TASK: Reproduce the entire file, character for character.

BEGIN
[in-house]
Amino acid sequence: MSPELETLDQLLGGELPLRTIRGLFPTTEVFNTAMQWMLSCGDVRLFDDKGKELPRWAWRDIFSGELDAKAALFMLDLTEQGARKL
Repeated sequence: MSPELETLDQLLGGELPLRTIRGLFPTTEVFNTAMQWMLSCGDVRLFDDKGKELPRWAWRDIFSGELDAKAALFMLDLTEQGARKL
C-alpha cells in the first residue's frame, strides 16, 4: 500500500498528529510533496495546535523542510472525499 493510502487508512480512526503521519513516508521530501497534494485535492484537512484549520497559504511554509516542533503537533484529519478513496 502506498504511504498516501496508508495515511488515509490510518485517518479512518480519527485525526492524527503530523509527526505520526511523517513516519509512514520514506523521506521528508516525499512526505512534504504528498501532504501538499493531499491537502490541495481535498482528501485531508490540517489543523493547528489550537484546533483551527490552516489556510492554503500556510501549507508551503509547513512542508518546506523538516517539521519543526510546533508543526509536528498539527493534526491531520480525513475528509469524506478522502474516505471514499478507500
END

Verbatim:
[in-house]
Amino acid sequence: MSPELETLDQLLGGELPLRTIRGLFPTTEVFNTAMQWMLSCGDVRLFDDKGKELPRWAWRDIFSGELDAKAALFMLDLTEQGARKL
Repeated sequence: MSPELETLDQLLGGELPLRTIRGLFPTTEVFNTAMQWMLSCGDVRLFDDKGKELPRWAWRDIFSGELDAKAALFMLDLTEQGARKL
C-alpha cells in the first residue's frame, strides 16, 4: 500500500498528529510533496495546535523542510472525499 493510502487508512480512526503521519513516508521530501497534494485535492484537512484549520497559504511554509516542533503537533484529519478513496 502506498504511504498516501496508508495515511488515509490510518485517518479512518480519527485525526492524527503530523509527526505520526511523517513516519509512514520514506523521506521528508516525499512526505512534504504528498501532504501538499493531499491537502490541495481535498482528501485531508490540517489543523493547528489550537484546533483551527490552516489556510492554503500556510501549507508551503509547513512542508518546506523538516517539521519543526510546533508543526509536528498539527493534526491531520480525513475528509469524506478522502474516505471514499478507500